During the early morning of April 8, Rissell took a steak knife from his family's apartment and sat on a grassy area between his apartment at 437 N. Armistead St. and 5400 Morgan St. Aletha B. Byrd drove in the parking lot of her apartment building. 5445 N. Morgan St., and Rissell followed her into the building elevator.

"When the elevator door closed, Rissell flashed the knife and told Byrd, "This is a stick-up."

The elevator stopped in the basement and Rissell forced Byrd out a side exit and told her to give him her car keys. Under Rissell's instructions, Byrd drove to near Lake Barcroft in Fairfax County. Rissell told her he wanted to have sexual intercourse with her and she agreed if Rissell would not hurt her. At the lake, Rissell sexually attacked her twice, according to the signed document.

Rissel, and Byrd returned to Byrd's car and Rissell told her to drive to N. Pickett Street. Byrd told Rissell if he didn't throw the knife out of the car she would drive into a tree. Byrd started speeding and Rissell reached over with his foot and hit the brakes. The car skidded to a halt, according to the papers.

Byrd jumped out of the car and climbed over a barbed wire fence that borders a wooded area on the east side of N. Pegram Street. Rissell chased Byrd into the wooded area where he struggled with her, and then stabbed her with the steak knife. She fell and Rissell continued to stab her 14 times in the chest.

Rissell placed Byrd's body beside a log and covered it with debris, according to the signed statement.

Gladys Bradley, of 5420 Morgan St., was also accosted in an elevator in a manner similar to Byrd. Rissell forced her to drive to the parking lot of the John Adams School off Rayburn Avenue.

Rissell told Bradley to walk through a wooded area and take off her clothes. She took off a brown raincoat and laid it on the ground where Rissell had sexual intercourse with her.

They dressed and walked about 100 yards and Rissell told her to undress again. He had sexual intercourse with her a second time and they dressed and continued to walk in the woods.

As they started up a hill Bradley struck Rissell with her and and began to run. Rissell pulled her back and then fell into the water, which is between 12 and 18 inches deep, according to the statement.

Rissell sat on Bradley for several minutes even after she had drowned. He abandoned Bradley's car in the 400 block of N. Armistead Street.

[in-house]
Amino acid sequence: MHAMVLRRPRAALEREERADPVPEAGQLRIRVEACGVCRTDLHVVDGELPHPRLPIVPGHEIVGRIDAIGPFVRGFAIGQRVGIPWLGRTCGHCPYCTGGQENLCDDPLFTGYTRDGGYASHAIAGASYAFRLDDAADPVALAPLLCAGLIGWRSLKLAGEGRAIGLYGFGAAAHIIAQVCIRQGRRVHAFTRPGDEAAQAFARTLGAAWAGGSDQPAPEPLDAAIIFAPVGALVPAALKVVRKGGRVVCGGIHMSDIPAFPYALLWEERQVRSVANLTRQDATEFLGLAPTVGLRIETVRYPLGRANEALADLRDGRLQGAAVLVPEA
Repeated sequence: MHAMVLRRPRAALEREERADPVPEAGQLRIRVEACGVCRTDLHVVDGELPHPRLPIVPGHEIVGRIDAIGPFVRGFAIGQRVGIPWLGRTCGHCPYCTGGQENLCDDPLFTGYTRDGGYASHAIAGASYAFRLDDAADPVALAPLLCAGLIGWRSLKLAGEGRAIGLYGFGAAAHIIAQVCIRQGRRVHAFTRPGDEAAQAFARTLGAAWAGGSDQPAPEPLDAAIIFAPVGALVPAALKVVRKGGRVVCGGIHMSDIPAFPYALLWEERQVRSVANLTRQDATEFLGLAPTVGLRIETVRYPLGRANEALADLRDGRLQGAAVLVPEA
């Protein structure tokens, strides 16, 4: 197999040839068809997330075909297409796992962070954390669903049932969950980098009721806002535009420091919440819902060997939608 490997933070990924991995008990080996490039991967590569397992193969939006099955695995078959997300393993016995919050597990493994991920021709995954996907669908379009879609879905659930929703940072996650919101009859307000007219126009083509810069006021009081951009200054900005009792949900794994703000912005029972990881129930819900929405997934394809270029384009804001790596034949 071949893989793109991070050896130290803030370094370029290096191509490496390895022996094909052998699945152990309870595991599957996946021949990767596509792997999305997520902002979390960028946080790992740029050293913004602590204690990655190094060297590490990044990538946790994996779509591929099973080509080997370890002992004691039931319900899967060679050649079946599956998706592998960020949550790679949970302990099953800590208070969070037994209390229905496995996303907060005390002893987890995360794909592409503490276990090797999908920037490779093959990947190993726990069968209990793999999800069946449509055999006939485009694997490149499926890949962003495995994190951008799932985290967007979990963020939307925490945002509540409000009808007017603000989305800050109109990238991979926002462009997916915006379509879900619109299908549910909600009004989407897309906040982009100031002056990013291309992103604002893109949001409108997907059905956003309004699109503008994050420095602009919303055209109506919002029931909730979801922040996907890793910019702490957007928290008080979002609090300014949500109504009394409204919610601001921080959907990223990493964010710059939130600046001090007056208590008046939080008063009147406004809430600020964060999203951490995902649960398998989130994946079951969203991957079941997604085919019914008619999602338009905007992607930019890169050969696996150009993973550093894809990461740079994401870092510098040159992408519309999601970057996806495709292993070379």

McClelland, of 5445 N. Morgan St., was accosted in the elevator in the same fashion as Bradley and Byrd and was forced to drive her car to Holmes Run Parkway.

Rissell forced McClelland to a secluded area and had sexual intercourse with her twice. He then told her to drive to the dead end of Knole Court in the Hamlet apartment complex and forced her to walk to Holmes Run Creek. From there they walked through a large culvert near the spot where they had been earlier. Rissell and McClelland retraced their steps and Rissell stabbed McClelland in the chest under the culvert, the papers said.

McClelland fell and Rissell continued to stab her in the back. He dragged her across the culvert, then stabbed her in the chest a total of 24 times.

After covering her body with rocks and debris. Rissell walked home and went to bed. He got up later, washed the steak knife and put it back in the kitchen drawer.

Also presented as evidence in court yesterday was a drawing made by Rissell of the culvert where he killed McClelland and a sketch made by a police officer where Rissell marked the scene of Byrd's death.

Prosecutors also agreed to a request that Rissell get psychiatric help while in prison.

During a pretrial hearing Thursday in Fairfax, Rissell testified the he had confessed to Alexandria and Fairfax County police May 17 and May 20 because they had promised him psychiatric treatment and had compared his situation to that of a lame dog or a sick old person.

By the time he was 16 Rissell had been convicted if robbery and rape, had been in and out of mental institutions and juvenile homes and was about to stand trial for attempting to rob a woman at knifepoint in an apartment near his home.The attempted robbery occurred in an elevator, in manner similar to that of three of the murders.

At age 12 Rissell was charged with "habits and behavior injurious to his welfare" in connection with an incident in which he allegedly broke into an apartment and took property worth $100.

On Sept. 9, 1973, Rissell was committed to the custody of the State Department of Walfare and Institutions, and later spent time in Variety Children's Hospital in Miami.

Rissell withdrew from T.C. Williams High School in Alexandria last April.